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Tax Planning and the US E-2 Treaty Investor Program
When contemplating a cross-border move or an expansion of a business, it is imperative to consider both immigration and tax requirements to ensure accomplishment of objectives and compliance with Federal, State, Provincial, and local regulations and requirements.
Every day, we meet with clients to discuss utilizing the E-2 Treaty Investor Nonimmigrant Visa Program to expand their Canadian businesses to the United States or to allow Canadian investors to live and work in the United States on an intermittent or full-time basis. As part of these discussions, we develop strategic planning to meet the client’s objectives and to ensure compliance with US and Canadian immigration and tax requirements.
The E-2 Treaty Investor Nonimmigrant Visa Program permits a citizen of a treaty country, or a company deemed a “national” of a treaty country under the regulations, to make a significant investment in a new or existing US enterprise and then employ the primary E-2 investor and other treaty country citizens in that US enterprise in executive, managerial, or essential skills capacities. Generally, E-2 visas are approved in five (5) year increments which are indefinitely renewable as long as the E-2 enterprise and E-2 applicant continue to meet the eligibility requirements for the E-2 Treaty Investor Nonimmigrant Visa Program.
Despite holding a nonimmigrant visa status such as E-2 nonimmigrant status, an individual can still be considered a “resident alien” for tax purposes. Resident aliens, regardless of immigration status, are treated in the same manner from a US income tax perspective as if they were US citizens or Lawful Permanent Residents (commonly referred to as “green card” holders). This means that such an individual will need to file a US income tax return with the IRS reporting all of his or her income, whether earned within or outside of the United States. The incidences of individuals becoming resident aliens for tax purposes are increasing as more US visitors look to extend their non-immigration statuses to stay in the United States for a longer period given the difficulties posed by the COVID-19 pandemic.
To determine if an individual is a resident alien, the individual must consider the “substantial presence test.” The substantial presence test is satisfied if a calculated formula results in 183 days or more over a three-year period. In this formula, days of presence in the second preceding year count for one-sixth; days in the preceding year count for one-third; and days in the current year count fully. As an example, say you are a Canadian citizen who travels to the United States every year for 130 days each year. Over the course of three years, your US presence for tax purposes would be 195 days (the sum of = 130 + (130 x 1/3) + (130 x 1/6)), resulting in you being a resident alien and subject to tax by the United States on your worldwide income.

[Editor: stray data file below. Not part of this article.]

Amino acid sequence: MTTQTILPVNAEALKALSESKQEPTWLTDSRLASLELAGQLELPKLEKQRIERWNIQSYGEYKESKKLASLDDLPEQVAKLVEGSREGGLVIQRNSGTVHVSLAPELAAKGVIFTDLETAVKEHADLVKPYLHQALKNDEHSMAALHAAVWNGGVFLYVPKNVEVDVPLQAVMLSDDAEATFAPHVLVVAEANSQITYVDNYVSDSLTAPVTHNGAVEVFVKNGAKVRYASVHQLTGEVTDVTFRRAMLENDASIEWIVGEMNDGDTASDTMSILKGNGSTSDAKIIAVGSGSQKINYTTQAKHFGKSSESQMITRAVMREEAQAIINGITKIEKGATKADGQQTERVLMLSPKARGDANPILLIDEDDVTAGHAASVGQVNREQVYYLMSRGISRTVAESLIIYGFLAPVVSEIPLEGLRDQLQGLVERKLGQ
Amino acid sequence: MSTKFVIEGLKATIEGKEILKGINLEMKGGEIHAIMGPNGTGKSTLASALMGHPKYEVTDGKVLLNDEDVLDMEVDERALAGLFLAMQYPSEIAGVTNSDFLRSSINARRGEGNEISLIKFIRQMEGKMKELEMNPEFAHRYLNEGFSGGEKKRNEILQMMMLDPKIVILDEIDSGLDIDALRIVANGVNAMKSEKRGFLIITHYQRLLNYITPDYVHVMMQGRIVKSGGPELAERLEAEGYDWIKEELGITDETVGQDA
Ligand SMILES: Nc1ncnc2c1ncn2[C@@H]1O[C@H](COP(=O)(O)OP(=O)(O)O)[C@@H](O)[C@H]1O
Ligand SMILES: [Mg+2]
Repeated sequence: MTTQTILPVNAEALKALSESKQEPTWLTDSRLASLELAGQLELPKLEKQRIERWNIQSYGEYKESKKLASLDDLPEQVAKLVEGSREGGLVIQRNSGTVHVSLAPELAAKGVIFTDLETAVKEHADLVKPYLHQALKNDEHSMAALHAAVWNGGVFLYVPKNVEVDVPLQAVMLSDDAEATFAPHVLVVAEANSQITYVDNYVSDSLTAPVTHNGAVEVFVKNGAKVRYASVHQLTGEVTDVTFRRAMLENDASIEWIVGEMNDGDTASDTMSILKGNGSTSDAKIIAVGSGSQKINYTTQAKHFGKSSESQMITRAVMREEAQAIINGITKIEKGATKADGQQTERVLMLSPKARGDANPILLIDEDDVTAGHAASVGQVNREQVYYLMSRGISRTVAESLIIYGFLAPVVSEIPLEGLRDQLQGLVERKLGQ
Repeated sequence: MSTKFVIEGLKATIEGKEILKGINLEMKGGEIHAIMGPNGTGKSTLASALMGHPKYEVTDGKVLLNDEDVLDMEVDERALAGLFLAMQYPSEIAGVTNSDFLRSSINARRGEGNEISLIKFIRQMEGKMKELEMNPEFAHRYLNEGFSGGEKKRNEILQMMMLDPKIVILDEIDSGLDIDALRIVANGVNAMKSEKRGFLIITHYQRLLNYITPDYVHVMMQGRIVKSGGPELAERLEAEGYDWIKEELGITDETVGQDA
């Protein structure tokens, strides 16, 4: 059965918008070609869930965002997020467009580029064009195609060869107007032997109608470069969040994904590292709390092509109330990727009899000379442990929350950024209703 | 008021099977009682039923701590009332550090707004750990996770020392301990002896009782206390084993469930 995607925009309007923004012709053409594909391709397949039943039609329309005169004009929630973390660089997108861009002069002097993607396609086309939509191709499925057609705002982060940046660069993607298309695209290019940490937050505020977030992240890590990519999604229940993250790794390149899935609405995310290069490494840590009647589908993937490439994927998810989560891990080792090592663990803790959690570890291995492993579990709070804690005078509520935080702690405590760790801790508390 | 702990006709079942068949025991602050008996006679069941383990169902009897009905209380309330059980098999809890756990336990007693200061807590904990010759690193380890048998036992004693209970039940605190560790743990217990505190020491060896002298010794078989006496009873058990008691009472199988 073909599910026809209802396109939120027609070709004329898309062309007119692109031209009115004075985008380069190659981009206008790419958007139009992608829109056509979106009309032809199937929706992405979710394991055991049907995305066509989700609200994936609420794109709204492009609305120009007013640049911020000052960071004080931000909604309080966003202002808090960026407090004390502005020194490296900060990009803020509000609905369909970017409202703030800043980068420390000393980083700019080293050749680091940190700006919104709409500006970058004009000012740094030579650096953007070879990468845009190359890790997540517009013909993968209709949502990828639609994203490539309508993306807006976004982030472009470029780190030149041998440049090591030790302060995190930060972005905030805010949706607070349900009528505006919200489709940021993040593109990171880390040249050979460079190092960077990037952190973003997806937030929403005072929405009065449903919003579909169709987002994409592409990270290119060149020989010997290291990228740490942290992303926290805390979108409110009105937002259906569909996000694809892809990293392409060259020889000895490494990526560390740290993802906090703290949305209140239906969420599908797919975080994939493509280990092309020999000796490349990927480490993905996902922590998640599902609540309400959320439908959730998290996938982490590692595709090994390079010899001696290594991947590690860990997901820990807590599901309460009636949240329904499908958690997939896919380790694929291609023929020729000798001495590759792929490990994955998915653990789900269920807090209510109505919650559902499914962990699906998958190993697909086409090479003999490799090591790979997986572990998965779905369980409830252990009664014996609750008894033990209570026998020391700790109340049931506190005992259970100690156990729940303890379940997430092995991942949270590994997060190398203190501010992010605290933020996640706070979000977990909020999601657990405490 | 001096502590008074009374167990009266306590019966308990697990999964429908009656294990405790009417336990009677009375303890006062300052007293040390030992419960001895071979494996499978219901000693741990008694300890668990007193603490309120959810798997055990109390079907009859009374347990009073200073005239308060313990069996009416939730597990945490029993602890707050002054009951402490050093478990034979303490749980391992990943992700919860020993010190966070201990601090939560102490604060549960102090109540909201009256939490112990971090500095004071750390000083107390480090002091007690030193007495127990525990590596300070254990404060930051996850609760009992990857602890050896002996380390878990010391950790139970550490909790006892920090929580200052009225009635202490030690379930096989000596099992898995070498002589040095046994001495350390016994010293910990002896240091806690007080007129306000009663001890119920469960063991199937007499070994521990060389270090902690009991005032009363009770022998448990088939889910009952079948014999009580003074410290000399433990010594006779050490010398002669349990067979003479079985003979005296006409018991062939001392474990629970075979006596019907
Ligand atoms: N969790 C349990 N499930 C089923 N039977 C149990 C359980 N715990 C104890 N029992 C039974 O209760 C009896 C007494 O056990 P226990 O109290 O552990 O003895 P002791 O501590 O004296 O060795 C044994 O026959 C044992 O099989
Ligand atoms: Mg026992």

The good news is that, if after calculating your presence in the United States you find yourself to be a resident alien, you still may be able to “override” the substantial presence test in one of two different ways and remain a non-resident for US federal income tax purposes.
- Closer Connection Exception: To qualify for this exception, you can be “substantially present” in the United States by virtue of the three year formula but are not allowed to have actually spent more than 182 days there in the calendar year in question. For individuals with such a day count who maintain tax homes outside the United States, US domestic law allows the filing of IRS Form 8840 (without a Form 1040-NR if the person has no US income) to demonstrate a “closer connection” to another country.
- Treaty Tiebreaker: The second option is available if the closer connection exception is not. This exception lies in most US tax treaties, including the Canadian Treaty (Article IV), and it allows individuals to continue to remain non-resident of the United States even if they spend more than 182 days there in a single calendar year. To invoke a treaty’s protection, the individual must file IRS Form 1040-NR, and attach to it Form 8833, the form for disclosing a treaty-based return position. This protection still requires filing US information returns (FBARs, etc.) as US tax treaties generally only provide relief from taxation and not international information reporting. However, it enables the individual to remain taxable as a non-resident of the United States—i.e., taxable only on any US income, if any.
It is also worth mentioning that residency definitions are different for US federal income tax and US federal estate tax and are also different for federal taxes and state taxes. Tailored tax advice is always advisable for an individual contemplating applying for an E-2 visa.